Julien Lafargue and Olivia Lewis: Do charity investors have reasons to be hopeful?

05 Feb 2024 Expert insight

As we start another year, Barclays looks at the main opportunities and risks facing charity investors in 2024...



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As we look to the year ahead, the world feels as uncertain, if not more so, than in 2023. Economic headwinds and geopolitical conflict look set to persist, likely bringing further volatility for financial markets. Yet it’s not all doom-and-gloom for charity investors, and there are several reasons for optimism. Here’s a take on some of the key investment themes for 2024.

Lower growth and lower inflation

Most leading economies (bar China) were surprisingly resilient last year, avoiding a widely anticipated recession. While such risk remains a hot topic of debate, a major downturn seems unlikely this year. However, with a stronger base to start from, global growth should slow in 2024. The pace of economic expansion is likely to diverge, with emerging markets – especially India – faring better than developed ones, where the effects of higher interest rates may worsen.

Inflationary pressures are also set to ease, albeit gradually. This could allow the major central banks to cut rates earlier than many expect this year, following the last year’s raft of aggressive hikes. However, with growth still holding up well, especially in the US, a rapid shift in policy seems unlikely. That said, investors should be careful of what they wish for, as rate cuts may only materialise if economic prospects deteriorate.

Geopolitical uncertainty

In addition to uncertainty around growth and inflation, several other risks face investors. An increasingly fraught geopolitical backdrop, including conflicts in Ukraine and Gaza, remains a key one. The recent flare-up of tensions in the Red Sea, for example, is hitting global supply chains, which in turn could affect inflation dynamics.

Meanwhile, both the US and UK will hold major elections in the next 12 months, and speculation around the potential winners and their likely policies will intensify through the year. Whether facing elections or not, government policies will probably come under more investor scrutiny, amid growing concerns about burgeoning debt levels.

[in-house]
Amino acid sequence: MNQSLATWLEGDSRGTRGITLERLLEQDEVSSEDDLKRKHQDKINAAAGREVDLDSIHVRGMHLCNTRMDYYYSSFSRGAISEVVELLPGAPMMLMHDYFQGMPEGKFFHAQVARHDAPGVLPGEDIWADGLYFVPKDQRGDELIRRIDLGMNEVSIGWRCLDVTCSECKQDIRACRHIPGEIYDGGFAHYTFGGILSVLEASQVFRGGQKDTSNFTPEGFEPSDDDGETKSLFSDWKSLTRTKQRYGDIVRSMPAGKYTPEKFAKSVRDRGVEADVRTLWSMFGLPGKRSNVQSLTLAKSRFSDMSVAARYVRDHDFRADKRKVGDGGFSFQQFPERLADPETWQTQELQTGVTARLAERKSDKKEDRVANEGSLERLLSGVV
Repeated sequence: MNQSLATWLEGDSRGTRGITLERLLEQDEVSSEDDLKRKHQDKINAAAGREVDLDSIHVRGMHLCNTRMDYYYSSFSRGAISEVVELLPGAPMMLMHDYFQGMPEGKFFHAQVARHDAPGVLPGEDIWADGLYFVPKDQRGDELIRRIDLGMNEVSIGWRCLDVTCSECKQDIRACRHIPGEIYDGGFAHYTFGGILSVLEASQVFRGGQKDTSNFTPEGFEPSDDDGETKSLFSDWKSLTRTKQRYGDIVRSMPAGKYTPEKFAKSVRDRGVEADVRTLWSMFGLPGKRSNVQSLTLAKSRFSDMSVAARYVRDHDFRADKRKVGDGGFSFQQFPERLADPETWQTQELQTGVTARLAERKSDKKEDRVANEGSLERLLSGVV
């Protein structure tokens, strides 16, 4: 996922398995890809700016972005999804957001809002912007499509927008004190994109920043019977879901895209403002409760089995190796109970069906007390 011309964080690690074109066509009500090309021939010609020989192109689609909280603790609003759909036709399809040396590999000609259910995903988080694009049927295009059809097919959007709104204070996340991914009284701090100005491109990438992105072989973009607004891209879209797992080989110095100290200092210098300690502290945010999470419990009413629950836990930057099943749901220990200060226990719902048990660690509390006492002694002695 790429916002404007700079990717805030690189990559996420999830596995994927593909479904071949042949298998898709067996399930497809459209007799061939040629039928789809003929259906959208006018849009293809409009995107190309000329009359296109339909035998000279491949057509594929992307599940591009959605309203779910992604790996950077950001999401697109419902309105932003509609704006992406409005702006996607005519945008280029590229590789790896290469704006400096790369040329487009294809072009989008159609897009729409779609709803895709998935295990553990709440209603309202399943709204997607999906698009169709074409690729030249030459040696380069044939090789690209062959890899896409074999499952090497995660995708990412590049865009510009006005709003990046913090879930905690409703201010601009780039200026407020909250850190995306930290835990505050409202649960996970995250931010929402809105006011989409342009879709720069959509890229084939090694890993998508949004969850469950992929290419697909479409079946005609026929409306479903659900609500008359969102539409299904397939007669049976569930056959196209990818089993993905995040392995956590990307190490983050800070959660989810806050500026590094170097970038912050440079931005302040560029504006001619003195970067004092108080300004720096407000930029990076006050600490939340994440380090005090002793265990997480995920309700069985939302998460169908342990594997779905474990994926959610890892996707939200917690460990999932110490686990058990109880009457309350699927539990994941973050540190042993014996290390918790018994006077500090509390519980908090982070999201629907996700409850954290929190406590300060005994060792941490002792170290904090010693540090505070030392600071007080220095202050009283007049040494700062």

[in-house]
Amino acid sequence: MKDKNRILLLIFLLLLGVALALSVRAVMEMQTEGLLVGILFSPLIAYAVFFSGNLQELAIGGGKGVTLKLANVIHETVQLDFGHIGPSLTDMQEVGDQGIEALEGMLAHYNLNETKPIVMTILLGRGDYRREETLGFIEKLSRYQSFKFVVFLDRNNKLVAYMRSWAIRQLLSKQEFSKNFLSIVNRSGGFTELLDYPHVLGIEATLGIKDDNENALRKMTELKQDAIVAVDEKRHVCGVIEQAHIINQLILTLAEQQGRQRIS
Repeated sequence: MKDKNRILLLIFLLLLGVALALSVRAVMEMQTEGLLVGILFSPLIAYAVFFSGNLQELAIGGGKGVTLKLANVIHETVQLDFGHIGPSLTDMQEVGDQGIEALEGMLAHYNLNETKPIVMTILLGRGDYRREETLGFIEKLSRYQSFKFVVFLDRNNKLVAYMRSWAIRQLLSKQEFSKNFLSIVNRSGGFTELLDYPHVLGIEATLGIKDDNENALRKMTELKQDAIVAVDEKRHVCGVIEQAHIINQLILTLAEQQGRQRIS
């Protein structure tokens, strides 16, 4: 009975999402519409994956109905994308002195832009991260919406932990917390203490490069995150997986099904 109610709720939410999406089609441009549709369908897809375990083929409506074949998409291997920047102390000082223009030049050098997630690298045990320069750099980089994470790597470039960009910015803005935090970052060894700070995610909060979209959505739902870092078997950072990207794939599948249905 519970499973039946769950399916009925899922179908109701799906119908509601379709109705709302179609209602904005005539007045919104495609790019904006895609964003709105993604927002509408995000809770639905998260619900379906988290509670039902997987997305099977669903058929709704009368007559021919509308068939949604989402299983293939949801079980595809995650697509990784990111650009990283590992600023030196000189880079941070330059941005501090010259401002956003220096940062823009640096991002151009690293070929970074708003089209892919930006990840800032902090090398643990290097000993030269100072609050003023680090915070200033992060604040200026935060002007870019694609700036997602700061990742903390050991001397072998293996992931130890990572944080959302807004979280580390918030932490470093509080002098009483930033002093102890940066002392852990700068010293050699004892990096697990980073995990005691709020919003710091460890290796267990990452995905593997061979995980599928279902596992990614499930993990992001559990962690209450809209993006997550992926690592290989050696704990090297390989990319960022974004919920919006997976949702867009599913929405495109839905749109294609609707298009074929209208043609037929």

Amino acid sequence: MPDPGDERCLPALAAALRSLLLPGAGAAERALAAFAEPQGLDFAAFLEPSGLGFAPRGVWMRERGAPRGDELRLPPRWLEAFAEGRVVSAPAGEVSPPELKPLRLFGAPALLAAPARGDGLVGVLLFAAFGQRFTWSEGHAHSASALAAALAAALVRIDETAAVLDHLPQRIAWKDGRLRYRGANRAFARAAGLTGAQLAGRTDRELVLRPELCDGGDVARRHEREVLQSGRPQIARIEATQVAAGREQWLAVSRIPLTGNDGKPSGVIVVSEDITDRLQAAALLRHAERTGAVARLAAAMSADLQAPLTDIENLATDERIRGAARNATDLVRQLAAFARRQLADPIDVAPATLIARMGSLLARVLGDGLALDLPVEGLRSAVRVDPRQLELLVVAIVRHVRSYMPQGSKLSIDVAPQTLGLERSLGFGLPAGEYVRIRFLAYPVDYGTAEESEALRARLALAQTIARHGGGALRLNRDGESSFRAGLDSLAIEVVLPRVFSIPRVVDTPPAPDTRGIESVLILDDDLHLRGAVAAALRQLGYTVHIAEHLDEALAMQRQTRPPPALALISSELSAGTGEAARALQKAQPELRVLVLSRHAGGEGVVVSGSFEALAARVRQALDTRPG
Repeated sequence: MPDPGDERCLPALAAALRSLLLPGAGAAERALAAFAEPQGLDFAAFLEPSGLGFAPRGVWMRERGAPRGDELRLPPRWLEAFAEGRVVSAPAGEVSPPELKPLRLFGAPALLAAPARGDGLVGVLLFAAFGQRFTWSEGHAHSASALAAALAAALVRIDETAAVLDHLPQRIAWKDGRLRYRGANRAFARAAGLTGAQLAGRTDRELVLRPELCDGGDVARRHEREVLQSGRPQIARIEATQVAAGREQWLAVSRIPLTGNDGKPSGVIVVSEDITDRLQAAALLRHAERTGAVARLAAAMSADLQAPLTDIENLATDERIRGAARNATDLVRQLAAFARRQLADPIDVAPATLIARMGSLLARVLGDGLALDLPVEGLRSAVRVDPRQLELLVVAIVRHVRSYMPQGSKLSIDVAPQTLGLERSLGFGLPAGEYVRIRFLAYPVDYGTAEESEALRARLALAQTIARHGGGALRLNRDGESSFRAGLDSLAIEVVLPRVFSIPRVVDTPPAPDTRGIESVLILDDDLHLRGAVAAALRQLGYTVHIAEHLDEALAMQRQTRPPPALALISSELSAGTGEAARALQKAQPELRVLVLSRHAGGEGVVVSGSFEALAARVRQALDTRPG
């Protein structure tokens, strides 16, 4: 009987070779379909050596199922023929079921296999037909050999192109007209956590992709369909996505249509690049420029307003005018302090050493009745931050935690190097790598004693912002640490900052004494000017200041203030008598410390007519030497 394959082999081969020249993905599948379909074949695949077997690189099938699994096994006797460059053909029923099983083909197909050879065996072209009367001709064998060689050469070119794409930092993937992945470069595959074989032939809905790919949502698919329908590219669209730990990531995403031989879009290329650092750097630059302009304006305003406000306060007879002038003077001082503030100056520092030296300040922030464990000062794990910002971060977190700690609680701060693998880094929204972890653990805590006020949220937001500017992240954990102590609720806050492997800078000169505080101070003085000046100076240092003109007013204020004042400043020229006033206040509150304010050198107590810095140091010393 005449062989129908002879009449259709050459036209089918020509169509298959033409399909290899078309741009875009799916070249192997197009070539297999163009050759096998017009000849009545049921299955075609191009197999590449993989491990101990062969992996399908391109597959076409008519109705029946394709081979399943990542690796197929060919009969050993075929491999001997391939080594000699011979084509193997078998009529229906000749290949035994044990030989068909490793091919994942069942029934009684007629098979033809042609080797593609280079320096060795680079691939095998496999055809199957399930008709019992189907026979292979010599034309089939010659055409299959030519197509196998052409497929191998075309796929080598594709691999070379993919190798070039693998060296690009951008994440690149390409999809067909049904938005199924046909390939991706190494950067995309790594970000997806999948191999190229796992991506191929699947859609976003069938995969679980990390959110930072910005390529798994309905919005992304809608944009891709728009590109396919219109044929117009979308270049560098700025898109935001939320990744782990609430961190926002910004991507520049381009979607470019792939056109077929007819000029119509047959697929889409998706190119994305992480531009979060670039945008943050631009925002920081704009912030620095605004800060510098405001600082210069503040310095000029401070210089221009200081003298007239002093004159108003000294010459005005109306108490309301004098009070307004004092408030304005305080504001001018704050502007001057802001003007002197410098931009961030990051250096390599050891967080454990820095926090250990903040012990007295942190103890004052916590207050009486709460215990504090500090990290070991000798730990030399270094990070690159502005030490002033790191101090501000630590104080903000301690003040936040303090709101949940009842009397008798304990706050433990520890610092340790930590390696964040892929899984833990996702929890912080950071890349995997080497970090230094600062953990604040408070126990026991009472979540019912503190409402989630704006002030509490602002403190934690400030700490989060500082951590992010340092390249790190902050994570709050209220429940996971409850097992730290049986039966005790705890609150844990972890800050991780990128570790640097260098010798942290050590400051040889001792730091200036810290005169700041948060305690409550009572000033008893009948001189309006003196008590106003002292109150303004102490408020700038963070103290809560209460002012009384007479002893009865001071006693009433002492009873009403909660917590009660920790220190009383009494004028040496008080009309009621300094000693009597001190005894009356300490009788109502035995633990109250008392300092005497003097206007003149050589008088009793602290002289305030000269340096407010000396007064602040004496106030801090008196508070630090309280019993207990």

Additional risks to navigate

Beyond the macroeconomic or geopolitical risks, two others are worth considering. The first is around irrational investor psychology. Financial models are built on the premise of ‘rational agents’ that aim to maximise utility. Yet decisions are very often influenced by emotions, such as fear or greed, which can lead to detrimental behaviours or biases.

The second risk is climate change. Addressing this critical challenge requires a systems-wide transformation in economies. For investors, the disruption and growth prospects likely in this once-in-a-generation shift should create both threats and opportunities to navigate. 

Reasons for optimism

While it may be hard to get excited about countries’ growth prospects, it’s worth remembering that investors do not invest in the economic performance of a country or region. What matters is how markets – and specifically portfolio assets – react to macro- and micro-developments. Quality, well-run companies do not necessarily stop being so because of high inflation or anaemic growth. And there are still plenty of opportunities for investors – whether at the sector, region, market or security-specific level.

It’s also important not to underestimate business’ ability to adapt. Corporate balance sheets generally remain healthy, and successful companies continue to innovate. In particular, artificial intelligence is being rapidly adopted, and the effects of it could start to be seen more in employment, productivity and profitability trends. 

Staying invested

In troubled times, holding cash can feel more comfortable than investing, especially with the higher rates now available. However, it’s unlikely to be the best long-term solution for charities looking to maximise asset valuations and boost activities for their causes. A well-diversified investment portfolio can help mitigate the impact of short-term volatility, and help charity investors achieve their long-term goals.

Julien Lafargue is chief market strategist and Olivia Lewis is a private banker in the charities and not-for-profits team at Barclays Private Bank.

Barclays Bank PLC is authorised by the Prudential Regulation Authority and regulated by the Financial Conduct Authority and the Prudential Regulation Authority (Financial Services Register No.122702) and is a member of the London Stock Exchange and Aquis. Registered in England. Registered No.1026167. Registered Office: 1 Churchill Place, London E14 5HP.


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